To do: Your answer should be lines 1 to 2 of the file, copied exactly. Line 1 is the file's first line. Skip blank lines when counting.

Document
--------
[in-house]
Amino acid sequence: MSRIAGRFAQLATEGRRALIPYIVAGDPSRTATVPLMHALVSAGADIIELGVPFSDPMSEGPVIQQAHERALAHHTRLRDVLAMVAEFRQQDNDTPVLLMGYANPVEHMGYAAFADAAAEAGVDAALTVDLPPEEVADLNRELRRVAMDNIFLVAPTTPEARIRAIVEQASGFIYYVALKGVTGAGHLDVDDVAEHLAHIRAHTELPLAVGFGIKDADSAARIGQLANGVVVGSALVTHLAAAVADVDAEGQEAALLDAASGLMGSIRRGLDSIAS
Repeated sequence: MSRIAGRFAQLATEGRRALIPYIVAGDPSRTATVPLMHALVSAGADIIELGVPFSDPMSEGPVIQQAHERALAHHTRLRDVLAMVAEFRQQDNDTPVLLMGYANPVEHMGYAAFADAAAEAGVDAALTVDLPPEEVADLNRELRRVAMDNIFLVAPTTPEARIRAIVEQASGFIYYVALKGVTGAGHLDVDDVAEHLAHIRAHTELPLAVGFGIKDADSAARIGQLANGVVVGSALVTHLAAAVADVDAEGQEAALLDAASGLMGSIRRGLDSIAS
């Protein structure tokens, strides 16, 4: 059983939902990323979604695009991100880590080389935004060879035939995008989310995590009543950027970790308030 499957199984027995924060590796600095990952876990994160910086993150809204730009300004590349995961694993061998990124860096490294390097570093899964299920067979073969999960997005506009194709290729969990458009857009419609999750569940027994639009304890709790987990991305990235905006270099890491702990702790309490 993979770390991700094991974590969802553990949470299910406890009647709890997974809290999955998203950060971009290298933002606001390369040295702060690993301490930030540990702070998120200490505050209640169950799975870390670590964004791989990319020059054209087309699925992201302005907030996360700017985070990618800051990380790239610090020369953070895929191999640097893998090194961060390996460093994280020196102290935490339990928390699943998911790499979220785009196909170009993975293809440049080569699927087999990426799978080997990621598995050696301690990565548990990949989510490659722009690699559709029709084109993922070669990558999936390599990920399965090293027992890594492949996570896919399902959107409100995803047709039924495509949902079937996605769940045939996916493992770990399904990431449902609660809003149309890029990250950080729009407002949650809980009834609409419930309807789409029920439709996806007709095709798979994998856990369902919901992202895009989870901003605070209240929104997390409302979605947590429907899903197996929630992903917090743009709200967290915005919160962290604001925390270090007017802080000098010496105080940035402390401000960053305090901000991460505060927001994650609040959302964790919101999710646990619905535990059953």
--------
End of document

[in-house]
Amino acid sequence: MSRIAGRFAQLATEGRRALIPYIVAGDPSRTATVPLMHALVSAGADIIELGVPFSDPMSEGPVIQQAHERALAHHTRLRDVLAMVAEFRQQDNDTPVLLMGYANPVEHMGYAAFADAAAEAGVDAALTVDLPPEEVADLNRELRRVAMDNIFLVAPTTPEARIRAIVEQASGFIYYVALKGVTGAGHLDVDDVAEHLAHIRAHTELPLAVGFGIKDADSAARIGQLANGVVVGSALVTHLAAAVADVDAEGQEAALLDAASGLMGSIRRGLDSIAS